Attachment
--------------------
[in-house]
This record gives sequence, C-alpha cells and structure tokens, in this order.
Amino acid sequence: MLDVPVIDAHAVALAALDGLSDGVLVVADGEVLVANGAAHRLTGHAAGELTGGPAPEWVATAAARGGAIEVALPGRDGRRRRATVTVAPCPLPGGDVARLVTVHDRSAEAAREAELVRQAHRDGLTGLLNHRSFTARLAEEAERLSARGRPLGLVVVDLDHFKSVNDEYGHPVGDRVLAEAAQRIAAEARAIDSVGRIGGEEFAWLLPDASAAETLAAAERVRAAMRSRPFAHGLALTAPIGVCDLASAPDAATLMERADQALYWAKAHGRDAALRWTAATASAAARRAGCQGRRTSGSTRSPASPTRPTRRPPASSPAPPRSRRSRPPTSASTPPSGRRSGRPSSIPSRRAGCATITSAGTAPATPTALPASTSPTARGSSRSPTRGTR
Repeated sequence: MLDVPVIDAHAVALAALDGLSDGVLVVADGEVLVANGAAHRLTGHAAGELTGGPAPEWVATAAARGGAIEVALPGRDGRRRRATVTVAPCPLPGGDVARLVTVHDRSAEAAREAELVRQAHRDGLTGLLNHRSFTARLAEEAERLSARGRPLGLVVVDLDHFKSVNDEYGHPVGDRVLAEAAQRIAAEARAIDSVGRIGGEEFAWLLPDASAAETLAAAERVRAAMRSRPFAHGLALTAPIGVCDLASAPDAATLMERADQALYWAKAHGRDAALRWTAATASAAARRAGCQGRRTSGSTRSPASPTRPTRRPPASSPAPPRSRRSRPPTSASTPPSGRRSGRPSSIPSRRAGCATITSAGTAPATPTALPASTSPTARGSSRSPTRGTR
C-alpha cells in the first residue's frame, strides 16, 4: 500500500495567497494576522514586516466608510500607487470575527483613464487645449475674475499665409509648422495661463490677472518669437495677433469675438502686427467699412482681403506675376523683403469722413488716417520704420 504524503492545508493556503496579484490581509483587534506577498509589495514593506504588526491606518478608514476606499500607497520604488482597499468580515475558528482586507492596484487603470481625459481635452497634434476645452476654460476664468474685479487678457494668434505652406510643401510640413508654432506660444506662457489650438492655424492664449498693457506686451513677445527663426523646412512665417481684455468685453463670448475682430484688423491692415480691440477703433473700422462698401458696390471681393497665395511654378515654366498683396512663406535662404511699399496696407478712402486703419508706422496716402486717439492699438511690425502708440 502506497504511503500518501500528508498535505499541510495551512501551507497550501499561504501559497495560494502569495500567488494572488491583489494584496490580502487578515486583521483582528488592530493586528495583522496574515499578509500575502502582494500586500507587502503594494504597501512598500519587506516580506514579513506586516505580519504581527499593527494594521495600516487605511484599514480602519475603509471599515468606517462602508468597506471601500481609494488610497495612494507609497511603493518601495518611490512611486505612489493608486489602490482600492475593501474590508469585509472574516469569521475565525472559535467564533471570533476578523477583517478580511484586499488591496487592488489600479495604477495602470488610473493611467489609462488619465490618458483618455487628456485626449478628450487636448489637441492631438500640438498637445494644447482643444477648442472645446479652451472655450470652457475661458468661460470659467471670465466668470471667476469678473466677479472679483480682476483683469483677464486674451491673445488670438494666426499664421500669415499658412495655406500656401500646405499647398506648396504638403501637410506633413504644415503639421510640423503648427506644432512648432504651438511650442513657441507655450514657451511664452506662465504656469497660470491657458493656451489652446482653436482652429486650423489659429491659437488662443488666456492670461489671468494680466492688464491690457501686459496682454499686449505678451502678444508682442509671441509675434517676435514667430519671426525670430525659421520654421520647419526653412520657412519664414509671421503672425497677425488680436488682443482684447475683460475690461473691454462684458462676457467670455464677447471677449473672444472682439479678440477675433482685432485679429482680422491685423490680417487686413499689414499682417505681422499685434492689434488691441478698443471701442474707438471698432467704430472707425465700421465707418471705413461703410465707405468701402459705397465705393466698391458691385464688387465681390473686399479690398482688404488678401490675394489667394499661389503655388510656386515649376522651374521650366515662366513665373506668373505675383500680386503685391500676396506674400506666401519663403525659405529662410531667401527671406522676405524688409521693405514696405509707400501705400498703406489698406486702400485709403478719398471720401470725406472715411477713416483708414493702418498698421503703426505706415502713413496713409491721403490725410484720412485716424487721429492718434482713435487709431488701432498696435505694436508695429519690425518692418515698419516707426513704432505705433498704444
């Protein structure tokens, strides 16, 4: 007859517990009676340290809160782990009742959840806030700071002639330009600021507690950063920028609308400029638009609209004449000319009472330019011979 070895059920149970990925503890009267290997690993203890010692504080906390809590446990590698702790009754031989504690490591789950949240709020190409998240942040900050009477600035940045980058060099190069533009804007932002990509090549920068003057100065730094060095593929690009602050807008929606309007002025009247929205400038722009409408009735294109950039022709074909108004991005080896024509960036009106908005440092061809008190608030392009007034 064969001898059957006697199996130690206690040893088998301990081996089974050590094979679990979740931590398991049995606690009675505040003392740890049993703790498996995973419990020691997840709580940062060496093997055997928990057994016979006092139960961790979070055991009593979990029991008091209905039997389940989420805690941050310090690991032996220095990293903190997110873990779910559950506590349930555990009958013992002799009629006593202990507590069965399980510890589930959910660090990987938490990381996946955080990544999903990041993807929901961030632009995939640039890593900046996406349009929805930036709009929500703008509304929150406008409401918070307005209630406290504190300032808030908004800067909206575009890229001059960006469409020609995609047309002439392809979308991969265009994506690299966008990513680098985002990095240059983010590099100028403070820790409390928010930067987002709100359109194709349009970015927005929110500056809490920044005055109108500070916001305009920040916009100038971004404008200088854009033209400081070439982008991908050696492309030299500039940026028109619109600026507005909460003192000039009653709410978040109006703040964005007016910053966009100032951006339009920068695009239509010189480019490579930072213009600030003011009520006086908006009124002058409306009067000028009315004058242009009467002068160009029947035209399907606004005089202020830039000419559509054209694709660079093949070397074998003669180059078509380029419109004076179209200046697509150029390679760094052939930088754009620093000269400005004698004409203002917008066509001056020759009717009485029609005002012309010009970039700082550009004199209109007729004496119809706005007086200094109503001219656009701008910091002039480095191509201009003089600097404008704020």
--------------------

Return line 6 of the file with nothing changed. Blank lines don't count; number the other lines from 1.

């Protein structure tokens, strides 16, 4: 007859517990009676340290809160782990009742959840806030700071002639330009600021507690950063920028609308400029638009609209004449000319009472330019011979 070895059920149970990925503890009267290997690993203890010692504080906390809590446990590698702790009754031989504690490591789950949240709020190409998240942040900050009477600035940045980058060099190069533009804007932002990509090549920068003057100065730094060095593929690009602050807008929606309007002025009247929205400038722009409408009735294109950039022709074909108004991005080896024509960036009106908005440092061809008190608030392009007034 064969001898059957006697199996130690206690040893088998301990081996089974050590094979679990979740931590398991049995606690009675505040003392740890049993703790498996995973419990020691997840709580940062060496093997055997928990057994016979006092139960961790979070055991009593979990029991008091209905039997389940989420805690941050310090690991032996220095990293903190997110873990779910559950506590349930555990009958013992002799009629006593202990507590069965399980510890589930959910660090990987938490990381996946955080990544999903990041993807929901961030632009995939640039890593900046996406349009929805930036709009929500703008509304929150406008409401918070307005209630406290504190300032808030908004800067909206575009890229001059960006469409020609995609047309002439392809979308991969265009994506690299966008990513680098985002990095240059983010590099100028403070820790409390928010930067987002709100359109194709349009970015927005929110500056809490920044005055109108500070916001305009920040916009100038971004404008200088854009033209400081070439982008991908050696492309030299500039940026028109619109600026507005909460003192000039009653709410978040109006703040964005007016910053966009100032951006339009920068695009239509010189480019490579930072213009600030003011009520006086908006009124002058409306009067000028009315004058242009009467002068160009029947035209399907606004005089202020830039000419559509054209694709660079093949070397074998003669180059078509380029419109004076179209200046697509150029390679760094052939930088754009620093000269400005004698004409203002917008066509001056020759009717009485029609005002012309010009970039700082550009004199209109007729004496119809706005007086200094109503001219656009701008910091002039480095191509201009003089600097404008704020």